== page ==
These unrecognized brain lesions are a form of brain damage; and, brain damage can lead to dementia and other types of cognitive decline. It is clear that even in AFIB patients who do not have a history of strokes, dementia and cognitive decline can set in.
How does AFIB affect cognitive functions?
Studies show that patients who are diagnosed with AFIB (but who do not have a stroke history) perform worse on tests that evaluate memory, executive functioning and learning in comparison to patients who do not have AFIB. It is also shown that AFIB is linked with impaired global cognitive functioning.
Community-based studies, such as the Cardiovascular Health Study, show that in patients who develop AFIB, cognitive functions decline faster. Decline is also more rapid in not only executive function but verbal fluency. As individuals age, the impact of decline becomes stronger.
The presence of AFIB is also associated with other types of dementias, like Alzheimer’s disease. Patients with AFIB have a higher burden of cerebral microbleeds and are more likely to have a higher rate of silent cerebral infarcts. Consequently, cognitive decline progresses rapidly and dementia sets in.
What are the treatment options for AFIB?
Anticoagulants are often prescribed to treat patients living with AFIB. Anticoagulants are blood thinners that can help prevent blood clots or prevent a blocked vessel. Three types of blood thinners are available: anticoagulants, like warfarin; aspirin; and, fibrinolytics. Each medication has a specific role.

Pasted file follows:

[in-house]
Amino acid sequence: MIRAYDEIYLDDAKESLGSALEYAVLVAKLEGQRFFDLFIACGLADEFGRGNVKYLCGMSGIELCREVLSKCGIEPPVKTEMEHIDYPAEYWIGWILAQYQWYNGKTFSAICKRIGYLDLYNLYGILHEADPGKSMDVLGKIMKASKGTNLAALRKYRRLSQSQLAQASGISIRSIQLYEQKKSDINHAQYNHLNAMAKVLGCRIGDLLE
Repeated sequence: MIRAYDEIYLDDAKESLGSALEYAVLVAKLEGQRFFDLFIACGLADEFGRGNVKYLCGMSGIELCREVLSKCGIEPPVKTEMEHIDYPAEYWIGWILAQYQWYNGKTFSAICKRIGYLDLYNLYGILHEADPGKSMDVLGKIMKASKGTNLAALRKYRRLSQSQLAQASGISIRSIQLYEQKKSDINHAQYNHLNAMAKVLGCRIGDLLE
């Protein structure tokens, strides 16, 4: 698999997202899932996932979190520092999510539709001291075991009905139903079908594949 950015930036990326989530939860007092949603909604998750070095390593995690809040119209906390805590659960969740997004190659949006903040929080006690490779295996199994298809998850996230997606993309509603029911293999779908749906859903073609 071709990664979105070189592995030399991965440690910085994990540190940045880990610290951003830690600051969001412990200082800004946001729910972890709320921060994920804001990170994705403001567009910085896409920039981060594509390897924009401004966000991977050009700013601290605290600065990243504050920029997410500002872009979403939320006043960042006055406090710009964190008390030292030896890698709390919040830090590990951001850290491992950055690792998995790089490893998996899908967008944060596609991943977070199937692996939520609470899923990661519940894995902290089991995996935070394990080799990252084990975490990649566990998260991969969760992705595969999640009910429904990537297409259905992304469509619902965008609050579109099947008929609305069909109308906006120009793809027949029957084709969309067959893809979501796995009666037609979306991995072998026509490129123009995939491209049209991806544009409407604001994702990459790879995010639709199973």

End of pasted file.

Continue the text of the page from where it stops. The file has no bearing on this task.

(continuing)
Currently, it is unclear whether or not anticoagulants are effective in reducing the risk for developing dementia or cognitive impairment. Some studies show a decrease in the risk of developing AFIB-related dementia or prevention of the condition in patients who take oral anticoagulants.
However, these studies are limited, and more research and randomized trials are needed to determine the efficacy of anticoagulant therapies in preventing or reducing the risk of developing AFIB-related dementias or other forms of cognitive decline in the older population.
Dementia progresses gradually and worsens over time. When a dementia diagnosis is made, it is important to start planning for the future. Your aging loved one will benefit from the in-home dementia care services provided by a dependable home care agency, like Assisting Hands Home Care.
Our dementia caregivers are specifically trained to compassionately handle the various symptoms of dementia. We use positive reinforcement to calm patients who are agitated. Our caregivers also engage in a variety of memory care exercises to stimulate their minds and slow memory loss.
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Our home are services are nonmedical yet comprehensive. We provide daily help with all the activities of daily living, too. When your aging loved one needs memory care, choose Assisting Hands Home Care in Will and Kendall Counties and Plainfield, Illinois. We are dedicated to providing quality elder care.